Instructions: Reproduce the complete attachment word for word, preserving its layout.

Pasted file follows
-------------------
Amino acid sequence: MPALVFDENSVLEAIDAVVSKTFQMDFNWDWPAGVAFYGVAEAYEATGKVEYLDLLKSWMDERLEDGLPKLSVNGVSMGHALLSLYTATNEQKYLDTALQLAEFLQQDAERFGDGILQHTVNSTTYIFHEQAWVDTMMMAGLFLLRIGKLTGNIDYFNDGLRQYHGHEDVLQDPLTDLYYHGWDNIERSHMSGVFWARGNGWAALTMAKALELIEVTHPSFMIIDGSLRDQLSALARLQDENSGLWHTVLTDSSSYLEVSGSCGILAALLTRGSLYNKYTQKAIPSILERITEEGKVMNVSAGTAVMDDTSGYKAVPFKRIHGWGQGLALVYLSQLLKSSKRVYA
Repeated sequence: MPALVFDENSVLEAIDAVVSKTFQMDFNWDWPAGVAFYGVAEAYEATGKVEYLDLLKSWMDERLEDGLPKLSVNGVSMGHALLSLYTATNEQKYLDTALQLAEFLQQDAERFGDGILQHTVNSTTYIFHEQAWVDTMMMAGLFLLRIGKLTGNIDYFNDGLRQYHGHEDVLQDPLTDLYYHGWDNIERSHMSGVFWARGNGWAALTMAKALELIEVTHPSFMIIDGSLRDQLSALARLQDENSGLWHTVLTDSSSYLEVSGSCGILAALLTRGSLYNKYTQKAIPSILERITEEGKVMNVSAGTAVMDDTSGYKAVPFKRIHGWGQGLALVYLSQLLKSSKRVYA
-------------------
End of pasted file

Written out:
Amino acid sequence: MPALVFDENSVLEAIDAVVSKTFQMDFNWDWPAGVAFYGVAEAYEATGKVEYLDLLKSWMDERLEDGLPKLSVNGVSMGHALLSLYTATNEQKYLDTALQLAEFLQQDAERFGDGILQHTVNSTTYIFHEQAWVDTMMMAGLFLLRIGKLTGNIDYFNDGLRQYHGHEDVLQDPLTDLYYHGWDNIERSHMSGVFWARGNGWAALTMAKALELIEVTHPSFMIIDGSLRDQLSALARLQDENSGLWHTVLTDSSSYLEVSGSCGILAALLTRGSLYNKYTQKAIPSILERITEEGKVMNVSAGTAVMDDTSGYKAVPFKRIHGWGQGLALVYLSQLLKSSKRVYA
Repeated sequence: MPALVFDENSVLEAIDAVVSKTFQMDFNWDWPAGVAFYGVAEAYEATGKVEYLDLLKSWMDERLEDGLPKLSVNGVSMGHALLSLYTATNEQKYLDTALQLAEFLQQDAERFGDGILQHTVNSTTYIFHEQAWVDTMMMAGLFLLRIGKLTGNIDYFNDGLRQYHGHEDVLQDPLTDLYYHGWDNIERSHMSGVFWARGNGWAALTMAKALELIEVTHPSFMIIDGSLRDQLSALARLQDENSGLWHTVLTDSSSYLEVSGSCGILAALLTRGSLYNKYTQKAIPSILERITEEGKVMNVSAGTAVMDDTSGYKAVPFKRIHGWGQGLALVYLSQLLKSSKRVYA